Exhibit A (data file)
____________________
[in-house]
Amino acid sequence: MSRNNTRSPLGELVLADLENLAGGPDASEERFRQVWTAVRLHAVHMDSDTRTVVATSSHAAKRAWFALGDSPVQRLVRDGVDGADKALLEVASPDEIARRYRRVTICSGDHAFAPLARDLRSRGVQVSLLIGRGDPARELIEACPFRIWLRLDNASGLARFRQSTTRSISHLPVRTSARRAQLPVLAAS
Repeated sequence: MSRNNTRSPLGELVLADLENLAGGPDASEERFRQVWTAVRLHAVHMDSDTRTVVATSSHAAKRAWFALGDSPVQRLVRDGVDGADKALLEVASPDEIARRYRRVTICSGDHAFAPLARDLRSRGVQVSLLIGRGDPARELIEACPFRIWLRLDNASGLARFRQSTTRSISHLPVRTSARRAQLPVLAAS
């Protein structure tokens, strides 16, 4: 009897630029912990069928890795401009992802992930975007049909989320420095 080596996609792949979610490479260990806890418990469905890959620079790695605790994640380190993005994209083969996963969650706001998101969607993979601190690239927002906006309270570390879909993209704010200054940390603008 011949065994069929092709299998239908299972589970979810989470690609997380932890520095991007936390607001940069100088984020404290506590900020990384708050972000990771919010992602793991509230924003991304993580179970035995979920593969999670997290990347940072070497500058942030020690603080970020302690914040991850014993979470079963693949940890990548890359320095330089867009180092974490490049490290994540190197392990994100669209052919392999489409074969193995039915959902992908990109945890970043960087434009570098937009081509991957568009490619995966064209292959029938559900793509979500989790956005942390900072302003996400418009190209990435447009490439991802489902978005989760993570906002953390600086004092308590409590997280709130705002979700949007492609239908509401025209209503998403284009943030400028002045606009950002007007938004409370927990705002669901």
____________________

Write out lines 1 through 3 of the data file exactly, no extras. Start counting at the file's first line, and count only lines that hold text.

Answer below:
[in-house]
Amino acid sequence: MSRNNTRSPLGELVLADLENLAGGPDASEERFRQVWTAVRLHAVHMDSDTRTVVATSSHAAKRAWFALGDSPVQRLVRDGVDGADKALLEVASPDEIARRYRRVTICSGDHAFAPLARDLRSRGVQVSLLIGRGDPARELIEACPFRIWLRLDNASGLARFRQSTTRSISHLPVRTSARRAQLPVLAAS
Repeated sequence: MSRNNTRSPLGELVLADLENLAGGPDASEERFRQVWTAVRLHAVHMDSDTRTVVATSSHAAKRAWFALGDSPVQRLVRDGVDGADKALLEVASPDEIARRYRRVTICSGDHAFAPLARDLRSRGVQVSLLIGRGDPARELIEACPFRIWLRLDNASGLARFRQSTTRSISHLPVRTSARRAQLPVLAAS